Imagine that you have your own external sales team covering all markets and setting up PMP deals for you. Having such a programmatic provider opens up ‘the global capitals of spending’ by multiplying the relations with buyers from all over the world. And that means all possible markets in London, Amsterdam, Barcelona, Miami, Istanbul, Moscow, and regions like CEE or LATAM.
To put it simply, an out of house programmatic sales team allows publishers to earn more money on a daily basis, bringing the best financial results from the publisher’s inventory sells, all through PD/PMPs.
Have a cookie and eat a cookie
You might be thinking “Hey, but don’t publishers have their own sales team that do the same thing?” That’s somewhat true. The difference between them and Yieldbird’s demand team is that the latter is focused on departments within media agencies or corporations who are specialized in buying ads programmatically. And that we operate internationally.
Programmatic and direct sales are not contradictory by definition. Experts from both fields can maintain synergy and keep up relationships that are developed and elaborated through direct sales teams, and vice versa.
How about an example? Imagine you start working with a new publisher. Now try to find out which advertisers spend on their inventory through the open market. First, contact them directly. It’s worth offering them a PMP deal while they are interested in a particular inventory, whatever their reason. But sometimes participating in an auction for a selected bidder or even having a preferred deal is not enough.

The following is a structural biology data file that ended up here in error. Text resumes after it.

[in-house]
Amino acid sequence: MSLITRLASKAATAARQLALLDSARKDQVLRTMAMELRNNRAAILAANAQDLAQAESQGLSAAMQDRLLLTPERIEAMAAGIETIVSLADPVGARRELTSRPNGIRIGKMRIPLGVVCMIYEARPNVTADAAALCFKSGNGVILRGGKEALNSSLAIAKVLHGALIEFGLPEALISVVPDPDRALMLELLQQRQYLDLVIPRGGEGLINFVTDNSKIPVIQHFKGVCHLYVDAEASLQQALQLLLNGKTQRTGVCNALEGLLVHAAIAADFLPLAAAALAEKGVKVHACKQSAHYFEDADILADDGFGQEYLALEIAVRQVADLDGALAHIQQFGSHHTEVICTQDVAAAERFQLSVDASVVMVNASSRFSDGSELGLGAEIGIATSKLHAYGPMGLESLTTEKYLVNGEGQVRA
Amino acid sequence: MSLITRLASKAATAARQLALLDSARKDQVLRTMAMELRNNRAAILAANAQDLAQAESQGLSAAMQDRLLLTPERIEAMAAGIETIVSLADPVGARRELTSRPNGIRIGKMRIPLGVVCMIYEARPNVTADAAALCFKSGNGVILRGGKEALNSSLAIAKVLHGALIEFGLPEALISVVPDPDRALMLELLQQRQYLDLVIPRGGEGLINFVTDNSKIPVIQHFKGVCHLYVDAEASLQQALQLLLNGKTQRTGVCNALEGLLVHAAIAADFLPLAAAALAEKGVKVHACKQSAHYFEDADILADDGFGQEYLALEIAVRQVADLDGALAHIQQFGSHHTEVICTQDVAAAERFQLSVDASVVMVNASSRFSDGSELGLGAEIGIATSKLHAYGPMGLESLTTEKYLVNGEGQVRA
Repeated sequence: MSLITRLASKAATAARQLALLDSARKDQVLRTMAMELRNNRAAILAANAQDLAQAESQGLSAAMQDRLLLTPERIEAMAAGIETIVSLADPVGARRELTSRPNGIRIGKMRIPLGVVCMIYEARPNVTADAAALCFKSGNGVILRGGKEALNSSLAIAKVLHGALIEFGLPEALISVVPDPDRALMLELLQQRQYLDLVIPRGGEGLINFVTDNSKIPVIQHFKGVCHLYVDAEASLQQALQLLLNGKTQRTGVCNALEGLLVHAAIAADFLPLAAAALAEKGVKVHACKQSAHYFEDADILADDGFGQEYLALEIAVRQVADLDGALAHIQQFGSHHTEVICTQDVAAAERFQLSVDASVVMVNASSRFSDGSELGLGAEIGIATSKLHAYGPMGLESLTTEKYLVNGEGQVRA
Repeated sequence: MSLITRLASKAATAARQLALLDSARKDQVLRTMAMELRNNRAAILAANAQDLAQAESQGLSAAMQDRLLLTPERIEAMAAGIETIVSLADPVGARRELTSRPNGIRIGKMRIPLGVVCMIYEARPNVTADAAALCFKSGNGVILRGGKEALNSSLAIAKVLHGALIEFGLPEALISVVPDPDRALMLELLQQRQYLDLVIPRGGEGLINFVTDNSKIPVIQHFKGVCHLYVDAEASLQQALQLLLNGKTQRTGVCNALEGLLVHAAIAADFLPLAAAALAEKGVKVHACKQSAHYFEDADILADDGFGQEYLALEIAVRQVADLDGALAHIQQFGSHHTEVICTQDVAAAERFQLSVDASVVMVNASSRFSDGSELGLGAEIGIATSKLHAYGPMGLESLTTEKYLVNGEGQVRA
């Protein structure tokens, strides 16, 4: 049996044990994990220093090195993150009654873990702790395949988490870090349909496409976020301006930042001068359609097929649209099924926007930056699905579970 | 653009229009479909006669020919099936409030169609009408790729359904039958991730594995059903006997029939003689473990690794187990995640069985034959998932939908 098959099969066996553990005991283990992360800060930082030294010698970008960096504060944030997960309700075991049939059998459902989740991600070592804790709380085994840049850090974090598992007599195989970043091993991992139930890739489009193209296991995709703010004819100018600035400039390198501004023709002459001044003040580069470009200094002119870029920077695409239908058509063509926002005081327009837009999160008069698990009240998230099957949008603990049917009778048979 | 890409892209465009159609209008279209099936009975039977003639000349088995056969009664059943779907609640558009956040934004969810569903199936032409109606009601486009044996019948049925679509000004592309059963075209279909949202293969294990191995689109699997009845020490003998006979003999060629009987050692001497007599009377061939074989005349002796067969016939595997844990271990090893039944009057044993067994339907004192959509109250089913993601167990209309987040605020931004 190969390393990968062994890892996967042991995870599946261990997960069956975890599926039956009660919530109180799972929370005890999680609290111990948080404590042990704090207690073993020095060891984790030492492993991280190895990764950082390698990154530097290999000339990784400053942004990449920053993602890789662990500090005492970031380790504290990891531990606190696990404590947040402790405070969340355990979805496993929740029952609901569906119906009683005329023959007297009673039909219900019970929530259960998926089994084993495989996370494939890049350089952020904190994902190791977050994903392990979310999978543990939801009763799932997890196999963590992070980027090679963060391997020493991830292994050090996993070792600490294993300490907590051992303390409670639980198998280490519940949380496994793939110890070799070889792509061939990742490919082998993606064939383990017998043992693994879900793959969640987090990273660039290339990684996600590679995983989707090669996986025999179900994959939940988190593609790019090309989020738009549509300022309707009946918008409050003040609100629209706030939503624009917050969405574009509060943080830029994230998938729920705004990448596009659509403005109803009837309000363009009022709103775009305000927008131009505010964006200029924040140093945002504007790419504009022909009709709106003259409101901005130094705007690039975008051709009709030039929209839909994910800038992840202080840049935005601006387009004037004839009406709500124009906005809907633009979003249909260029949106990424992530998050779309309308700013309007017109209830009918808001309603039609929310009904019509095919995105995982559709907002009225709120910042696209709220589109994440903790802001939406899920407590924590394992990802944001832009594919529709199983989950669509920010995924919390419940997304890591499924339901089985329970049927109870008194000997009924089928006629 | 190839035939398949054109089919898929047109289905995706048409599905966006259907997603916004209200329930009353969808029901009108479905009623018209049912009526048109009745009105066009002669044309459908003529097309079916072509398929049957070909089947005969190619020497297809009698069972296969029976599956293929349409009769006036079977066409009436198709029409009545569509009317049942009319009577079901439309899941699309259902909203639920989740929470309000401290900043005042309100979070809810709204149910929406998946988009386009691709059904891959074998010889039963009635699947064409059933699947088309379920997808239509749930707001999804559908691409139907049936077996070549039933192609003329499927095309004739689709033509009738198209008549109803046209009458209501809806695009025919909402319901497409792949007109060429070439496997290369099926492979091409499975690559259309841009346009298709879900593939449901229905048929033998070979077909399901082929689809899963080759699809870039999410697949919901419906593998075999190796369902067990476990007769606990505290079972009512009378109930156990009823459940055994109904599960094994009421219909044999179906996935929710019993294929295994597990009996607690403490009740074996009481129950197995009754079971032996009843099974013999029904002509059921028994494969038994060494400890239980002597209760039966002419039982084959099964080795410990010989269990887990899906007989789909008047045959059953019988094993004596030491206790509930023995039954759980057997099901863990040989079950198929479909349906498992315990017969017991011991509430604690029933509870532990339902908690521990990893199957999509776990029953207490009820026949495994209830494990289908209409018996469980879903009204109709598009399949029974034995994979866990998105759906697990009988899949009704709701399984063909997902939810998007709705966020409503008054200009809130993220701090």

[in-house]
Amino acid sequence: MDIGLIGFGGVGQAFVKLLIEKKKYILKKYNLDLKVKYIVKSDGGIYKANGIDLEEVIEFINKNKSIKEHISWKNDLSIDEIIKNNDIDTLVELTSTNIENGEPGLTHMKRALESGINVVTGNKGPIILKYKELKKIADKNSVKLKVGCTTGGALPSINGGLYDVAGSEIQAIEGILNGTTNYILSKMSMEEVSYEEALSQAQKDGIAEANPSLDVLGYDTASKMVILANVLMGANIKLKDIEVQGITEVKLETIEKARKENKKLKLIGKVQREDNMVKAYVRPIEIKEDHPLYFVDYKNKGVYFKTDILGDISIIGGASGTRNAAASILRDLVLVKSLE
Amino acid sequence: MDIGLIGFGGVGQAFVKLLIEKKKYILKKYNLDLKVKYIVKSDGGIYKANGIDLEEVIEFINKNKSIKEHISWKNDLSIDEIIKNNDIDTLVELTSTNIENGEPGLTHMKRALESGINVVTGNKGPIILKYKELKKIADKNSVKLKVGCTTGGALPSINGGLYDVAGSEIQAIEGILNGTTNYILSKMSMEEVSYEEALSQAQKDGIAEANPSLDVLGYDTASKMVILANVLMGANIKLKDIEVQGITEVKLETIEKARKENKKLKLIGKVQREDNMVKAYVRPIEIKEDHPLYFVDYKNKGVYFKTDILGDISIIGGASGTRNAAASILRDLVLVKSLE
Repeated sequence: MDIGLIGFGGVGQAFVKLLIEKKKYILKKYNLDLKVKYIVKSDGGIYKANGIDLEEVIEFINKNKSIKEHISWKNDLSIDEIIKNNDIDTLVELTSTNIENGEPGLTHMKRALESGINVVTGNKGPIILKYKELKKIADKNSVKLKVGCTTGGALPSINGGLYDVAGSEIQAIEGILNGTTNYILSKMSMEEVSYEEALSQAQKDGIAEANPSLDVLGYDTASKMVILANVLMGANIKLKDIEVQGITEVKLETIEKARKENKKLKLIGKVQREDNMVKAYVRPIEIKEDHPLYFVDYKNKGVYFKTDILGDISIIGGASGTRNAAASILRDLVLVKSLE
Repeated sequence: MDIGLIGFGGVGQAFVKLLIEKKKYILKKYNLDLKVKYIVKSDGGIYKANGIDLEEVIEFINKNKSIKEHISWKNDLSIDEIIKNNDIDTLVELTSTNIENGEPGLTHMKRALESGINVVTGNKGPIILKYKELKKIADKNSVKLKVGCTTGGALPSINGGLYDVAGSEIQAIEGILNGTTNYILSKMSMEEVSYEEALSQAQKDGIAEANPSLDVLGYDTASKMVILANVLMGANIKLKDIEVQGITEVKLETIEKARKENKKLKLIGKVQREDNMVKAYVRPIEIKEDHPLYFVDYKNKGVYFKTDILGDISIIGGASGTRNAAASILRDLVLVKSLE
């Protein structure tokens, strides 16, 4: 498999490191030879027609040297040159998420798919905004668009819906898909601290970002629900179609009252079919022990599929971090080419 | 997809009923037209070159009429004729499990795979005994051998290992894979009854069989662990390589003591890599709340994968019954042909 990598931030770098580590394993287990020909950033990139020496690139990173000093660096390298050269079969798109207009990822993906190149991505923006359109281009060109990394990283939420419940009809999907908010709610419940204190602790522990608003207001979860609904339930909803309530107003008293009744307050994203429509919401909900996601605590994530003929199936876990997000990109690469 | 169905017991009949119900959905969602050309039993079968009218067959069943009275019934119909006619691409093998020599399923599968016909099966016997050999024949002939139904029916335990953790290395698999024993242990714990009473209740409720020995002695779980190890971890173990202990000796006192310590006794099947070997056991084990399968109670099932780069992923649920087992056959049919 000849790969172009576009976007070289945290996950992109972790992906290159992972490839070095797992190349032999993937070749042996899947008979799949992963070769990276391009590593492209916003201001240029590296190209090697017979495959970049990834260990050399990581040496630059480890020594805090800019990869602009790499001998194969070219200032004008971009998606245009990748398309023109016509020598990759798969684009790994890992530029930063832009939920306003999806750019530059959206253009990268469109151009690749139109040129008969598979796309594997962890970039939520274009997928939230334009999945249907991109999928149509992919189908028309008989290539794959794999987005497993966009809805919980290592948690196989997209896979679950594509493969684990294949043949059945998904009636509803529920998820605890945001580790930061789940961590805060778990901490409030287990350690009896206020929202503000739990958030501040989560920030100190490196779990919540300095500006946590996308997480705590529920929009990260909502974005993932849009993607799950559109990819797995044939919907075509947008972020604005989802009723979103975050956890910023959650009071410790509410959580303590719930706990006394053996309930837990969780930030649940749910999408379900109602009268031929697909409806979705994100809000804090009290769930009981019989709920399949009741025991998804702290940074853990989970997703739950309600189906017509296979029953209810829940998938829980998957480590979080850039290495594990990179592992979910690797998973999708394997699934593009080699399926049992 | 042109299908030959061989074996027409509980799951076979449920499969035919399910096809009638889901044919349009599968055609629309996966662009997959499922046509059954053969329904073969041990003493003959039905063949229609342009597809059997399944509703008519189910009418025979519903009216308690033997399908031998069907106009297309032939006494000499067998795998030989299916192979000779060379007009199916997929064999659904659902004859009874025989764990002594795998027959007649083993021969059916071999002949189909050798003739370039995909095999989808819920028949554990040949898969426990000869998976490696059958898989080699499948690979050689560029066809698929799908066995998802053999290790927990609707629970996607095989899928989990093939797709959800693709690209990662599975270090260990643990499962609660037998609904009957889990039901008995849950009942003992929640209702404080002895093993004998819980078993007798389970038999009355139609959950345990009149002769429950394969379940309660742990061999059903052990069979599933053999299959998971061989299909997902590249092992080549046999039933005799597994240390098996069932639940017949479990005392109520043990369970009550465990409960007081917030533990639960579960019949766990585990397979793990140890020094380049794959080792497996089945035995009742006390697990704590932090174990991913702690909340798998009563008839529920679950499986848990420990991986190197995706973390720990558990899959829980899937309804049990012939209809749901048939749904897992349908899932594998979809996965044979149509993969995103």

So, pass the buyer to our in-house sales team to prepare something extra for them. This is a win-win situation. Or even a win-win-win, where you, the publisher, and the advertiser are all happy with the solution. Why is this a win for you? Because you strengthen my relations with the buyer. Simple as that.
In Business Relationships We Trust
Relationships in digital advertising matter now so much more than ever before. The reason behind it is simple: there are so many possibilities for advertisers to reach their target groups. Or if something isn’t working the way it should, there is always another premium publisher to handle the advertiser’s deals. An advertiser can easily switch to another PMP or even the open market.
These relationships are what keeps them on board and business ongoing (read more on the importance of relationships in advertising industry). If a buyer has a maintained relationship with a seller or someone who acts on his behalf, they can easily make a call, email, or Skype each other to troubleshoot any error or malfunction. Or they can make another good deal — whether it’s a Private Marketplace deal or a special offer prepared by a direct sales team.
It builds trust that translates to another contact and another transaction. And at the end of the day, what matters is how many digits one earns.
Interested in running successful PMP campaigns for your advertisers?
Fill in the form below and watch our short animation on the 10 commandments for rookie PMP publishers. And don’t leave just yet if you use Private Marketplace deals on a daily basis. You too should keep these rules close to your heart. And your business.